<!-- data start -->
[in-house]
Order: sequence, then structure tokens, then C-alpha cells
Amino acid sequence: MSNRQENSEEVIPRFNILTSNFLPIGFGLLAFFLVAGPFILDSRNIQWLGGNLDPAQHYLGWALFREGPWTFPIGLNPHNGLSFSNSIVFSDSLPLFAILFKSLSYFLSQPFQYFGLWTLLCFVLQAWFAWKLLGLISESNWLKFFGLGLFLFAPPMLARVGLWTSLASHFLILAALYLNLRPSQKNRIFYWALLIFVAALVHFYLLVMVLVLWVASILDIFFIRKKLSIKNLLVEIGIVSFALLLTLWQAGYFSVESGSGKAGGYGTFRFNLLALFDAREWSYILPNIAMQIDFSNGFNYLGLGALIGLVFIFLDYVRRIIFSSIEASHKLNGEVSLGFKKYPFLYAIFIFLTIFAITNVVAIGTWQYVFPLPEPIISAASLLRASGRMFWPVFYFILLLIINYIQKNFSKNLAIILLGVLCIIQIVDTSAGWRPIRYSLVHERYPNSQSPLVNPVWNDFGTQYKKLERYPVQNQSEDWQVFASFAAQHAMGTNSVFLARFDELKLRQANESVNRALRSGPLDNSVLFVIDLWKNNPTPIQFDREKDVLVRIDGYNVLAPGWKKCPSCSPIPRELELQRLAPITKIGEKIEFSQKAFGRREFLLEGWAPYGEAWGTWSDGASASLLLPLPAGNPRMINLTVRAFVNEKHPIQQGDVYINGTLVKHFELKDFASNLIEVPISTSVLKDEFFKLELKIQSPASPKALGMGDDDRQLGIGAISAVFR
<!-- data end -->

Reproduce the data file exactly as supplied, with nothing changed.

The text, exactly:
[in-house]
Order: sequence, then structure tokens, then C-alpha cells
Amino acid sequence: MSNRQENSEEVIPRFNILTSNFLPIGFGLLAFFLVAGPFILDSRNIQWLGGNLDPAQHYLGWALFREGPWTFPIGLNPHNGLSFSNSIVFSDSLPLFAILFKSLSYFLSQPFQYFGLWTLLCFVLQAWFAWKLLGLISESNWLKFFGLGLFLFAPPMLARVGLWTSLASHFLILAALYLNLRPSQKNRIFYWALLIFVAALVHFYLLVMVLVLWVASILDIFFIRKKLSIKNLLVEIGIVSFALLLTLWQAGYFSVESGSGKAGGYGTFRFNLLALFDAREWSYILPNIAMQIDFSNGFNYLGLGALIGLVFIFLDYVRRIIFSSIEASHKLNGEVSLGFKKYPFLYAIFIFLTIFAITNVVAIGTWQYVFPLPEPIISAASLLRASGRMFWPVFYFILLLIINYIQKNFSKNLAIILLGVLCIIQIVDTSAGWRPIRYSLVHERYPNSQSPLVNPVWNDFGTQYKKLERYPVQNQSEDWQVFASFAAQHAMGTNSVFLARFDELKLRQANESVNRALRSGPLDNSVLFVIDLWKNNPTPIQFDREKDVLVRIDGYNVLAPGWKKCPSCSPIPRELELQRLAPITKIGEKIEFSQKAFGRREFLLEGWAPYGEAWGTWSDGASASLLLPLPAGNPRMINLTVRAFVNEKHPIQQGDVYINGTLVKHFELKDFASNLIEVPISTSVLKDEFFKLELKIQSPASPKALGMGDDDRQLGIGAISAVFR